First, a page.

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Retention and Turnover in the Workplace

Retaining talent is a priority for every organization and industry across the globe.  However, employees who are satisfied with their job and the way the organization treats and rewards them for their performance and efforts are less likely to leave.

Typically, if your organization has a high turnover rate you can expect to find low staff morale and poor performance, which will cause damage to the organization’s brand and reputation, and inevitably affect the financial bottom line.

Generally, it is best practice to consider aligning your company’s recruitment strategy with your business plan by ensuring future employees are a good fit with the existing team and their skills will assist the organization with its goals.


Employees have various reasons for leaving and while most managers believe the number one reason is money, many employees will tell you different.

When an employee provides notice of resignation, a standard process in human resources is to gather information from the employee by conducting an “Exit Interview”, however, employees who are departing are rarely forthcoming about their decision to leave. This is mainly due to the fact that they want to ensure they do not “burn their bridges” in the event they need a reference or may want to return to the company in the future.

In reviewing many different resources of why employees leave organizations, following are the top four:

  • A poor relationship between the employee and their direct manager
  • A lack of opportunity for growth and development
  • A lack of challenging and meaningful work
  • A lack of recognition


Turnover, on the flip side is a necessity because it is important to attract and recruit talent that brings fresh ideas and different perspectives to the organization. Turnover offers the opportunity to bring in talent that can challenge the status quo, which stimulates the environment and keeps the workforce engaged. Additionally, too much turnover can also be detrimental to the organization, which can result in:

  • Lower employee morale and engagement
  • Loss of company knowledge
  • Problems with quality or productivity
  • Uneven workloads

Best practice is keeping turnover below 15%, but above 3% to remain dynamic. To determine your organizations optimal target rate, you need to periodically assess turnover rates. 

The Turnover calculation is a crucial HR metric used to monitor fluctuations in workforce management strategy. The formula is:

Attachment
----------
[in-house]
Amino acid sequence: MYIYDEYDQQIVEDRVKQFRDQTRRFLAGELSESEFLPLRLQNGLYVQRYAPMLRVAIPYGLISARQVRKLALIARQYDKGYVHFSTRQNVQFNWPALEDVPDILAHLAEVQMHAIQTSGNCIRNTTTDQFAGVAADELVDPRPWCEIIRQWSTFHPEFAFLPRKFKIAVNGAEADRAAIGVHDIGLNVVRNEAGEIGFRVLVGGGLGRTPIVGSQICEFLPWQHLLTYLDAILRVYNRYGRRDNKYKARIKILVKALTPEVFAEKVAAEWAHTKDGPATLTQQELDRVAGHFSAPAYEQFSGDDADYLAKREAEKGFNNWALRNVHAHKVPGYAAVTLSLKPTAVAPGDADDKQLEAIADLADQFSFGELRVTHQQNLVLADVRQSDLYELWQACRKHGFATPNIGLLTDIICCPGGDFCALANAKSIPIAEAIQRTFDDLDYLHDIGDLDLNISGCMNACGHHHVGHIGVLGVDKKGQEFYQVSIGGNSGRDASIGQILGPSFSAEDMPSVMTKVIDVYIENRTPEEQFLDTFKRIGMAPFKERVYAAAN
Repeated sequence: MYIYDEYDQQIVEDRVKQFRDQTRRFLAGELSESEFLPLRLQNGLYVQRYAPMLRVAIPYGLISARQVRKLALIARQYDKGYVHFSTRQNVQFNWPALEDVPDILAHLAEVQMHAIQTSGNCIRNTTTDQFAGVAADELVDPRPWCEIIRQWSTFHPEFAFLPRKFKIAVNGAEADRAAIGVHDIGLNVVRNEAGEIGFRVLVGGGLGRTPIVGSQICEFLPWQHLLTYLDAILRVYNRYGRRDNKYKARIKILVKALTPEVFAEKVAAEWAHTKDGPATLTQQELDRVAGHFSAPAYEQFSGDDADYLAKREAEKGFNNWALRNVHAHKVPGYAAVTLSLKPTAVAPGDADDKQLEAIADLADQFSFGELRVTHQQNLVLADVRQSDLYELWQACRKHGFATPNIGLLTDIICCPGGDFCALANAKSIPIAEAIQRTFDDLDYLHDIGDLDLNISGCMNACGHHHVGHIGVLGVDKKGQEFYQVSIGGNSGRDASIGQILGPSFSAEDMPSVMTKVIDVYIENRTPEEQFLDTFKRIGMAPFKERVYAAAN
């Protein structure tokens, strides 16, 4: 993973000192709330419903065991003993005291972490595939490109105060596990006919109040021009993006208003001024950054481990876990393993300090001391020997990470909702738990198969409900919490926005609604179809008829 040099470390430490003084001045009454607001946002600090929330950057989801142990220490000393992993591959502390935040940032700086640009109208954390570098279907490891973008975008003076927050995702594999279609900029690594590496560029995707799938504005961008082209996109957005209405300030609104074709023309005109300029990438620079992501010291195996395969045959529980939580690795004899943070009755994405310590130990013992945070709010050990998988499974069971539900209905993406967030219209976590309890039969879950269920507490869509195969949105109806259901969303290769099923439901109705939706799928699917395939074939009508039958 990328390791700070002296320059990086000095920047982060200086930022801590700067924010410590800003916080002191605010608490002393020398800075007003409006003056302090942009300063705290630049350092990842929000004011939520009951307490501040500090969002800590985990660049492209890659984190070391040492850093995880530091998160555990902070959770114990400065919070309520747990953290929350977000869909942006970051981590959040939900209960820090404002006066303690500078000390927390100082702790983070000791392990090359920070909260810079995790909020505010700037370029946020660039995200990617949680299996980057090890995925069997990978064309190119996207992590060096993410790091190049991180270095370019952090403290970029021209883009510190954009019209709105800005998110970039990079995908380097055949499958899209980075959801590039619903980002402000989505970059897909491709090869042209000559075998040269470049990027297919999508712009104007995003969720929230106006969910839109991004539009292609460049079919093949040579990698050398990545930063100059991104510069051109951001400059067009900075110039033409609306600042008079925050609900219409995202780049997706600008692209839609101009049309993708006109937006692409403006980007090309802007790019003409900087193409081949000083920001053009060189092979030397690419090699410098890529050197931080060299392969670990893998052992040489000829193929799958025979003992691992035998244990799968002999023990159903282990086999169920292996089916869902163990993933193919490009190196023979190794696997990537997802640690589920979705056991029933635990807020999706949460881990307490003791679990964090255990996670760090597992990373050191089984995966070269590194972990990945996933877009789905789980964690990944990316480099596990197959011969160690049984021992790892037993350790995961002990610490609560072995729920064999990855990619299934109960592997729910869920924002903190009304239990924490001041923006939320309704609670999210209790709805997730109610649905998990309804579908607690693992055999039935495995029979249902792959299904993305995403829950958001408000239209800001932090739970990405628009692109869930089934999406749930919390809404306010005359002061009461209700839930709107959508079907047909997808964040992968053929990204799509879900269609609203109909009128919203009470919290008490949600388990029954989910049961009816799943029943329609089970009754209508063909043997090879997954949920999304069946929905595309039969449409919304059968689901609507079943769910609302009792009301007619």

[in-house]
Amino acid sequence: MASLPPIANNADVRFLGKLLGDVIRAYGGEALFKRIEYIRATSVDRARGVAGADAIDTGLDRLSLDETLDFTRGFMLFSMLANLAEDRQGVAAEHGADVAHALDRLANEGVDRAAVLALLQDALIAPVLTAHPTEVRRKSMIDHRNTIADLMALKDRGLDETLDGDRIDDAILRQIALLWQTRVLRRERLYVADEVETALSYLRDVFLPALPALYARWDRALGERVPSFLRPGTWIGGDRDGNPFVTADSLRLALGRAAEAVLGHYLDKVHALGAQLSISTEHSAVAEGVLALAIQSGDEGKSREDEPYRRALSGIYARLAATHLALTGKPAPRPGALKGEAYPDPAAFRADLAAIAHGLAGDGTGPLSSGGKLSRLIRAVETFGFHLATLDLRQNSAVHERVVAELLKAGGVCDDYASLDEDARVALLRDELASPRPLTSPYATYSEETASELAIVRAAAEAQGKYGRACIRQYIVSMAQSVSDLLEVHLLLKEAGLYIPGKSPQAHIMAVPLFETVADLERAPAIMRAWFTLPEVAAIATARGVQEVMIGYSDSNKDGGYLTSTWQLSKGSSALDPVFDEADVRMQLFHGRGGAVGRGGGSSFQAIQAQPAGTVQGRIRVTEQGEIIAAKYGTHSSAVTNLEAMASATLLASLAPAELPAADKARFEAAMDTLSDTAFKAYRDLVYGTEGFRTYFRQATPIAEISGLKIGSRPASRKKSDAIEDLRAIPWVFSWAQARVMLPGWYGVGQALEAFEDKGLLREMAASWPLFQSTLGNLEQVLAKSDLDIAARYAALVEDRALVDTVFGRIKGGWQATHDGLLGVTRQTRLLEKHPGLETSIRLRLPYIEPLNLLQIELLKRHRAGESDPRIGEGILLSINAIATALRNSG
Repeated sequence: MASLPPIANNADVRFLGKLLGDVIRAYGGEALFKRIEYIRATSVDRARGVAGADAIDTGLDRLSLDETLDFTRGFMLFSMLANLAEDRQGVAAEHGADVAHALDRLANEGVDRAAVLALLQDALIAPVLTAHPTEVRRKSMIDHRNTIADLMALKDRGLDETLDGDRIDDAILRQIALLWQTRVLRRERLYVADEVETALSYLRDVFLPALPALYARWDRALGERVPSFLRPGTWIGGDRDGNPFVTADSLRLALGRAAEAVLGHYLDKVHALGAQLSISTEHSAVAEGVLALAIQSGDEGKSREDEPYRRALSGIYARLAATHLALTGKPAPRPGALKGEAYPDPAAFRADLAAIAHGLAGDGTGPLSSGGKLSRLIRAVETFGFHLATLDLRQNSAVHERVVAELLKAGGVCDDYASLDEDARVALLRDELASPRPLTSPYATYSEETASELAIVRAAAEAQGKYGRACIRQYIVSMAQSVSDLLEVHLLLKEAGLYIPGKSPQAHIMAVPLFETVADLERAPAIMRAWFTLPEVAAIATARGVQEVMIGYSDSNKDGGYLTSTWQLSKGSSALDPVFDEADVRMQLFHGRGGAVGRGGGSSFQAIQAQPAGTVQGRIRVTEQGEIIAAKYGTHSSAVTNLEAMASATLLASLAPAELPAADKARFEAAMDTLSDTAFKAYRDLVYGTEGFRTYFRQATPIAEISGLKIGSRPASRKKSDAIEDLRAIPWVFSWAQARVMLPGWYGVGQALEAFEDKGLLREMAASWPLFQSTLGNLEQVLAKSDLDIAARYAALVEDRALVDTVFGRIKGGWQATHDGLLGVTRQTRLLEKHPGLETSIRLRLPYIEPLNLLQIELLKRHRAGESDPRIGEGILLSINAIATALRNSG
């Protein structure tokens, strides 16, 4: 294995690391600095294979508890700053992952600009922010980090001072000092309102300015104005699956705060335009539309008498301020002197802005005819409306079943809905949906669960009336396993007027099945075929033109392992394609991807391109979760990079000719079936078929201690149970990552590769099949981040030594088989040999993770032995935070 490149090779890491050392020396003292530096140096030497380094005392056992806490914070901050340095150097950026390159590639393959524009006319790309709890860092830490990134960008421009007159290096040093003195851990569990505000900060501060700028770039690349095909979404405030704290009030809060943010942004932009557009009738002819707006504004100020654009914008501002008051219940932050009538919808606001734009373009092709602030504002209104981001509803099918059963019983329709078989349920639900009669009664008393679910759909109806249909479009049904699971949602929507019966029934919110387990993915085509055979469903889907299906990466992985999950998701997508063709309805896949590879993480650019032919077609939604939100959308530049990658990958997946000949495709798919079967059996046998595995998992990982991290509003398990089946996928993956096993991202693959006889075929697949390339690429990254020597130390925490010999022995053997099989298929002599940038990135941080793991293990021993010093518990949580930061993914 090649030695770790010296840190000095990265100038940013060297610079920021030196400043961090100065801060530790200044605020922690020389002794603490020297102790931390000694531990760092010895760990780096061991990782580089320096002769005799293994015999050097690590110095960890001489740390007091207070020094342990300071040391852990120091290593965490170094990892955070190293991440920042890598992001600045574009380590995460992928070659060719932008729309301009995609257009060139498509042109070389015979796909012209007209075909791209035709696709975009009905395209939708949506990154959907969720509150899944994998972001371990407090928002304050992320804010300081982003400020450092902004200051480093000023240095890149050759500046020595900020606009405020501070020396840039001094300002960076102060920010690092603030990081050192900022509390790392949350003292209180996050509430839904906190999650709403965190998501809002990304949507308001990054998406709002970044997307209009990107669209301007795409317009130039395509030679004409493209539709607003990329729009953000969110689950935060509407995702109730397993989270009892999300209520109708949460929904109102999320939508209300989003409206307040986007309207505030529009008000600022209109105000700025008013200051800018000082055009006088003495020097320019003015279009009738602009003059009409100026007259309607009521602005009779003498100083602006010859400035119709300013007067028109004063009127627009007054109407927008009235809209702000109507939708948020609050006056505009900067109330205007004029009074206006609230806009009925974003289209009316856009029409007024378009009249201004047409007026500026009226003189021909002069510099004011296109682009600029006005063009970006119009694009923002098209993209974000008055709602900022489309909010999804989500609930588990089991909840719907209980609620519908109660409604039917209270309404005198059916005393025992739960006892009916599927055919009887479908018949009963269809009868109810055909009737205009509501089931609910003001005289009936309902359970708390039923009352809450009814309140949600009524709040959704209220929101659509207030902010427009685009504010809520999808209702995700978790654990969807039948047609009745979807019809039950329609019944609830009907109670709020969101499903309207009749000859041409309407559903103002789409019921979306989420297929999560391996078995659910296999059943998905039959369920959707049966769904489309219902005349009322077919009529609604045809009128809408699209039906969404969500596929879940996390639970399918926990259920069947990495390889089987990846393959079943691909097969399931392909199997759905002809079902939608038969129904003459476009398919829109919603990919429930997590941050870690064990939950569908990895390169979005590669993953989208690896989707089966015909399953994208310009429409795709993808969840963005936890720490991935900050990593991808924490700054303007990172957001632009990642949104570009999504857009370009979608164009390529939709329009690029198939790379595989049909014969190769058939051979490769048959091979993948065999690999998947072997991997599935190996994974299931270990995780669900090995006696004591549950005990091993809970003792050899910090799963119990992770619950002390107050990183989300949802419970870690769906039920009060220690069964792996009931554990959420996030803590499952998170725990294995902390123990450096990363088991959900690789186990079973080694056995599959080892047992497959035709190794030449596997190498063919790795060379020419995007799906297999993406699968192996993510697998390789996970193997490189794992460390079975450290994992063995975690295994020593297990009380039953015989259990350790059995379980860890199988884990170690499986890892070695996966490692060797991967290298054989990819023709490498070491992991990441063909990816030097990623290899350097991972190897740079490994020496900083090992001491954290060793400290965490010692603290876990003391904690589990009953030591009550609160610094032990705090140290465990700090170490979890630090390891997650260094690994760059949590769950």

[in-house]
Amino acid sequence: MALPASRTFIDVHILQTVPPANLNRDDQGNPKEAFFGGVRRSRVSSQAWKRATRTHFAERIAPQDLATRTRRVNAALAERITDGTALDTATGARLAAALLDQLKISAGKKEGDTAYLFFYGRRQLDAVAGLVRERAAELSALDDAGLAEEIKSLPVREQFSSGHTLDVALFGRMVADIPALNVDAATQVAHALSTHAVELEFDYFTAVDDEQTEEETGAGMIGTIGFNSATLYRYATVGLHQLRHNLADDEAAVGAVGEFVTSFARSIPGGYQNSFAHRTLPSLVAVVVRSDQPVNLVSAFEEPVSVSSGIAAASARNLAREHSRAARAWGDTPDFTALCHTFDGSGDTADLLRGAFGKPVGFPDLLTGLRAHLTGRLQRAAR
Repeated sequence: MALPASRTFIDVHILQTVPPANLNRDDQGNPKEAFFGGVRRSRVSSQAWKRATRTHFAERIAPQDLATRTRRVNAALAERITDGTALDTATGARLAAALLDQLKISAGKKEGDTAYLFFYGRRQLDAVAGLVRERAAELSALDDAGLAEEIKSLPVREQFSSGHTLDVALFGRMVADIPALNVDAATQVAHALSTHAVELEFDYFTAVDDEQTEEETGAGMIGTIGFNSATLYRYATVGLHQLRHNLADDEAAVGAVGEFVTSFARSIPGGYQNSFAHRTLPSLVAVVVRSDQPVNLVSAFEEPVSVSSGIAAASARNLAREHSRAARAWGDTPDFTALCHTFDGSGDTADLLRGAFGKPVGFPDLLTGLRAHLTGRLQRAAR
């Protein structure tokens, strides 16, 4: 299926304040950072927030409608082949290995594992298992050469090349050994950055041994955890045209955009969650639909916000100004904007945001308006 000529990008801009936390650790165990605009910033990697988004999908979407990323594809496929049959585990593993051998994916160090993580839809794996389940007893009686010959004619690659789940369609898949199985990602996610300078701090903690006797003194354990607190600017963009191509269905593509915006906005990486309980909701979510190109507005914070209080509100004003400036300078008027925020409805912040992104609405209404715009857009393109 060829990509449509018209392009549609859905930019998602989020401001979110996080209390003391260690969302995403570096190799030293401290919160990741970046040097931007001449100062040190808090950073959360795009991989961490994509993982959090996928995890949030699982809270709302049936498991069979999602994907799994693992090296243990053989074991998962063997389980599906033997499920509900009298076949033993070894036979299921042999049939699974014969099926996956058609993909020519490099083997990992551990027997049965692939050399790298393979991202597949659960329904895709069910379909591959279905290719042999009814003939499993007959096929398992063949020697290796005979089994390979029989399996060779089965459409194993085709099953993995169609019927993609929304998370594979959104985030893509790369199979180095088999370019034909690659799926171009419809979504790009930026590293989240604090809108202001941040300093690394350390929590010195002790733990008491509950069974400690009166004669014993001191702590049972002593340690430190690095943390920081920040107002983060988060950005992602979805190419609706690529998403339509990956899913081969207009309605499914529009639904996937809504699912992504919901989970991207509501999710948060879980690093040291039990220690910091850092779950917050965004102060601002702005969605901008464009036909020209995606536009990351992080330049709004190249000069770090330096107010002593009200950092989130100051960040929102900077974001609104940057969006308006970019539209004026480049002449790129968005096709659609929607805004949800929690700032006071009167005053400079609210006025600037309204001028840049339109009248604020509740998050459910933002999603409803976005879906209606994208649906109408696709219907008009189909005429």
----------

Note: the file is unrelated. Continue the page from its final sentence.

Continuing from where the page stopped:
Turnover = # of Exited Employees / Average # of Employees × 100

Calculating # of Exited Employees

The number of exited employees refers to both voluntary and involuntary terminations. It does not include employees who are on leave, furloughed or temporarily laid off. ​ Temporary workers or those who are not on payroll should not be included.

Calculating Average # of Employees

Calculating the average number of employees requires the total headcount, which includes all

employees on payroll, direct-hire temporary workers and those on temporary layoff, furlough or

leaves of absence. ​Again, temporary workers or contractors should not be included.  


With these two numbers, you can calculate your overall annual turnover rate. This formula can be used to track the turnover rate for the year to date (YTD) with the following formula:

YTD Turnover Rate = Month 1’s Turnover Rate + Month 2’s Turnover Rate

This provides a baseline of turnover and companies have a clearer perception of how their processes and program adjustments impact their decisions to make changes and how it affects your workforce.  

Talent acquisition and management need to work together as everyone in the organization plays a role in retention. Managers are responsible for coaching and assessing employees and co-workers play a part in the culture of the company, so ensuring your candidate is not only able to perform the role successfully, but also is a good culture fit within the organization is detrimental to the success of retention. Turnover is very expensive to any organization as well a huge impact on productivity and morale.


Everyone in the organization must understand their role in employee retention.

Managers should know that retention is a priority and responsibly ensure they are having regular conversations with regard to performance, so the employee has a clear understanding and has enough time to improve. Another technique used are “Stay Interviews” as part of the 30/60/90-day evaluation for new hires. “Stay Interviews’ are the opposite of “Exit Interviews”, which are conducted when an employee provides their resignation, at that time the employee has already made the decision to the leave the organization making it too late.  However, “Stay Interviews” are conducted during the probationary period, so there is time to identify weaknesses or performance issues that allow the employee to overcome and be successful in their role.  Create a mentor or buddy system, which helps employees develop relationships with their co-workers and provides a peer to help them understand the company’s mission and goals. Make your organization one that employees want to stay with or return to in the event they do leave.

Retention and Turnover in the Workplace
Denise Calabrese

Denise Calabrese is a Certified Human Resources Specialist attained through Michigan State University. Driven by her passion for customer service and helping others, she currently works as a Human Resources Coordinator specializing in recruitment, employee relations, and case management.